Indonesia, for instance, generated 108 deals collectively valued at US$9.4 billion in the first three quarters of 2023. The largest of these saw the country’s sovereign wealth fund invest almost US$1.4 billion in two sections of the Trans-Sumatra Toll Road, which will run from the crown to the heel of Sumatra, the largest island in the Indonesian archipelago.
Another major transaction was the merger by PT Telkom Indonesia of its IndiHome broadband business with its subsidiary Telkomsel. The deal, with a reported value of US$1.36 billion according to Mergermarket, will create a merged entity worth almost US$4 billion. Telkomsel is looking to capitalize on the rapid growth of Indonesia’s fixed broadband market, which currently has a penetration rate of 14 percent, versus 40 percent across Southeast Asia. The deal is also indicative of the spate of restructuring in the telecom space over the last few years as companies adapt to take advantage of greater digital transformation and the transition to 5G in the region.
After Singapore and Indonesia, the next-largest contributors to regional M&A were Vietnam, Malaysia and the Philippines, with 85, 77 and 58 deals, respectively, through the first nine months of 2023. Malaysia, notably, is the only Southeast Asian country to see deal volume rise in each quarter this year and to maintain roughly the same level of activity as in 2022.
Of those three nations, however, it was the Philippines that generated the highest aggregate deal value, with transactions worth a combined US$5.6 billion. The archipelago’s largest deal, announced in August, saw national conglomerate Aboitiz Equity Ventures and UK-based Coca-Cola Europacific Partners move to acquire bottling and distribution company Coca-Cola Beverages Philippines for US$1.8 billion in enterprise value.
April saw another sizable deal announced in the Philippines, relating to social infrastructure and utilities. A consortium led by Japanese conglomerate Mitsui & Co made a tender offer to acquire 36.6 percent of Metro Pacific Investments, the Philippines-based infrastructure firm engaged in water utilities, power generation, toll roads and hospital businesses, for around US$873 million. In July the consortium raised its offer to US$992 million.
Notwithstanding the raised purchase price, dealmakers have long considered Metro Pacific to be an appealing target for strategic investment, reflecting its attractive valuation on the Philippine Stock Exchange. Other attractively-priced assets could potentially be found throughout all of Southeast Asia—the Nikkei Asia300 ASEAN Index, which covers the performance of key stocks in the region, stood at a year-low 1,176.61 on October 23, down from a multiyear peak of more than 1,333.72 on January 27.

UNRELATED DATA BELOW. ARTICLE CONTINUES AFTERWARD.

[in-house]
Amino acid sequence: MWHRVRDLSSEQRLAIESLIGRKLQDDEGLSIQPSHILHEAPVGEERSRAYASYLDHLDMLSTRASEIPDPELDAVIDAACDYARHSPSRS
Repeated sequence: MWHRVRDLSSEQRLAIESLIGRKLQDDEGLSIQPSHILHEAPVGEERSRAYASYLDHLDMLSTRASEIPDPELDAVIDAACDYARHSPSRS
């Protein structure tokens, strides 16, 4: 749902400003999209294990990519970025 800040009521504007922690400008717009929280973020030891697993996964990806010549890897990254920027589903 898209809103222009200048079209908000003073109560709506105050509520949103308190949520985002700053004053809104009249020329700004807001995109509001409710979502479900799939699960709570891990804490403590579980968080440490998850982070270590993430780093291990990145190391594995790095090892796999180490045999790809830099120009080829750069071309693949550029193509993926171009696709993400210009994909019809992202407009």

Frontier markets in Southeast Asia are taking significant steps to remove barriers to investment and stimulate economic growth. In Vietnam, the revised Law on Investment implemented in January 2021 marked a notable shift, replacing its previous “positive list” of sectors that were open to foreign investment with a “negative list,” a move that affords foreign entities the same investment access as Vietnamese companies, except in the case of prohibited sectors.
Similarly, in March last year, the Philippines amended its Foreign Investment Act to encourage inbound investment.
More recently, Singapore and the European Union—the city state’s fourth-largest goods trade partner and its second-largest services trade partner globally—opened negotiations on a digital trade agreement that builds on the free trade agreement established in 2019. The key goals, per the European Commission, are to build consumer trust, remove unjustified barriers to digital trade, and ensure legal certainty for businesses in both markets.
Concerted efforts to open markets and relax investment restrictions demonstrate a commitment to enhancing competitiveness and creating opportunities for foreign investors, at a time when developed M&A markets in the West are becoming increasingly insular. These reforms aim to attract capital, technology and expertise, which will contribute to job creation, knowledge transfer and overall economic development in a region that is currently enjoying the fastest rate of growth in the world.